By on February 16, 2016

Lo-Fi art show hangs sketches and affordable works.

Some Wallpaper gems: Jave Yoshimoto’s ‘Jack-a-lope-son’screen print (left), and an untitled woodcut proof by Mike Piggott. (Photo: teton artlab)

Some Wallpaper gems: Jave Yoshimoto’s ‘Jack-a-lope-son’screen print (left), and an untitled woodcut proof by Mike Piggott. (Photo: teton artlab)

JACKSON HOLE, WY – Aquick sketch on paper is so immediate an artist might not even realize its value. Yet these quick drawings can become important work, not just for their beauty, but also the insight it gives into an artist.

“Drawings and looser sketches sometimes become some of an artist’s most collected work,” said Travis Walker, executive director of the Teton Artlab. “Leonardo Da Vinci’s sketchbooks are now as famous as the Mona Lisa. These works on paper give insight into genius in his case, and the creative mindset in most cases.”

Teton Artlab’s Wallpaper show, happening Thursday, offers a chance to see dozens of sketches and prints from area artists.

The paper works of nearly 50 artists will adorn Artlab’s walls for the show. “It’s a really interesting way to view work,” Walker said. “It’s intense. It’s floor-to-ceiling, or at least waist-to-ceiling. It’s very compact, almost like a puzzle. You spend a lot of time meandering piece to piece. The entire show almost becomes a work of art as well. There’s an art in trying to get it to work, design-wise.”

The work papering the gallery will start at $5 for some unsigned prints, and prices will increase from there.

It’s a way for Artlab to not only showcase a lot of artists at once, but also for people to buy affordable work from some of their favorites. A print by Ben Roth, for example, costs a fraction of what it costs to buy a sculpture he created. A painting by Mike Piggott sells for thousands of dollars, but you can pick up a print for about $100 at the show, Walker said.

The exhibit provides a chance for artists to show and sell pieces they haven’t framed, or don’t fit with their normal bodies of work and therefore don’t make it into exhibitions. Some create a quick piece specifically for the event. “You can get a piece of paper and a pencil and that’s sometimes where the best ideas and the best art comes from—these simple pieces,” Walker explained.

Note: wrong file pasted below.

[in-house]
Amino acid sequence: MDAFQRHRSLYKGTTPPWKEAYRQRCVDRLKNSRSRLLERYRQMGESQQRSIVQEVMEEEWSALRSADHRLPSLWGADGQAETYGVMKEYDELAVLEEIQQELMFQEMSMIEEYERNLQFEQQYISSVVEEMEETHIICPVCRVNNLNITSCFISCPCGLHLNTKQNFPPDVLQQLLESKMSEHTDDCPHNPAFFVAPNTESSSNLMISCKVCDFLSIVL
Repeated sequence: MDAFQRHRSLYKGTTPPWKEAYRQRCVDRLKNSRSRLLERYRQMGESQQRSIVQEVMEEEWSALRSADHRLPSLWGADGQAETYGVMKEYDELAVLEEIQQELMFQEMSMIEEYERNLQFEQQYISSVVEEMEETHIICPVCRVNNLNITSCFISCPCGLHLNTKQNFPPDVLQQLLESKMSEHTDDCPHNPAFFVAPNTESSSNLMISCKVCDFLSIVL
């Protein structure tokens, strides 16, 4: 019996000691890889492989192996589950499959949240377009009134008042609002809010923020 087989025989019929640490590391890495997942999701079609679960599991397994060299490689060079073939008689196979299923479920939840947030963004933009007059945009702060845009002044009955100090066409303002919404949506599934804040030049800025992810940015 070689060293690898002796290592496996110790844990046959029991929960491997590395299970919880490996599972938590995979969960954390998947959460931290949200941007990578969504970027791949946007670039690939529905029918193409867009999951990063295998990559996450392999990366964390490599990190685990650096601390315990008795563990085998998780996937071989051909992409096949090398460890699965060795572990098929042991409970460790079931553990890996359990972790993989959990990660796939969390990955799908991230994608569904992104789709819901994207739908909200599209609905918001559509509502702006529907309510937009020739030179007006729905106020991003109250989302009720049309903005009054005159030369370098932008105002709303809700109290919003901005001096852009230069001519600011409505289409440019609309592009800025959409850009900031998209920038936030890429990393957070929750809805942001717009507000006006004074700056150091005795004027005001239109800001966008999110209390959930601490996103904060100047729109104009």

The evening also will feature a silent auction with about 20 pieces of work, including some large Polaroid transfers of insects by Linda Broadfoot, which Artlab inherited when the Oswald Gallery closed.

Artists will keep 70 percent of money made in the silent auction. The rest will go to the Artlab, which is raising funds for its residency program. Each visiting artist receives a $1,000 stipend, as well as studio space and housing for their month-long residency in Jackson. Money raised from the event will support the program and also help Artlab apply for matching grants. “It’s designed to raise us some funds,” Walker noted, “but also, in keeping with our mission, designed to help make artists some money, too.”

Walker, who is known for his paintings, is donating some small drawings he created. While most of the artists are based in Jackson, several former Artlab residents donated work. Jave Yoshimoto, a former resident, donated two silk screens. One of a jackalope with the Cowboy Bar in the background and another of Yellowstone’s Grand Prismatic Spring with the Tetons behind it. He uses dense visual compensations, and his work is influenced by Japanese printmaking. Both prints are ones he created while in Jackson. Yoshimoto is an up-and-coming artist that is gaining international recognition. This is a great chance to pick up his work.

It’s been several years since the Artlab last hosted a Wallpaper show. “It’s a good idea to get a bunch of local artists together again and also get rid of some of this art we’ve been hoarding,” Walker said.

It’s also an important reminder of the struggles artists face in Jackson. Walker hadn’t anticipated it would be a challenge to find people to participate in the show, but he has discovered many artists have left the valley. “We’re celebrating the ones we have left,” he said.

The show, which will creep over into the recently closed Daly Projects gallery, also symbolizes the lack of space for Jackson artists to share work. “This is another response to our complete lack of exhibition space in this town for the local art community,” he said.

For those wanting to pick up specific prints or work by specific artists, they will need to arrive early. All the work is sold first-come, first-served and the show closes promptly at 8 p.m. The silent auction closes at 7:45 p.m. Enjoy food from Persephone Bakery, Café Genevieve and Lotus Café. PJH

Wallpaper, 6 to 8 p.m. Thursday, Teton Artlab.

About Kelsey Dayton

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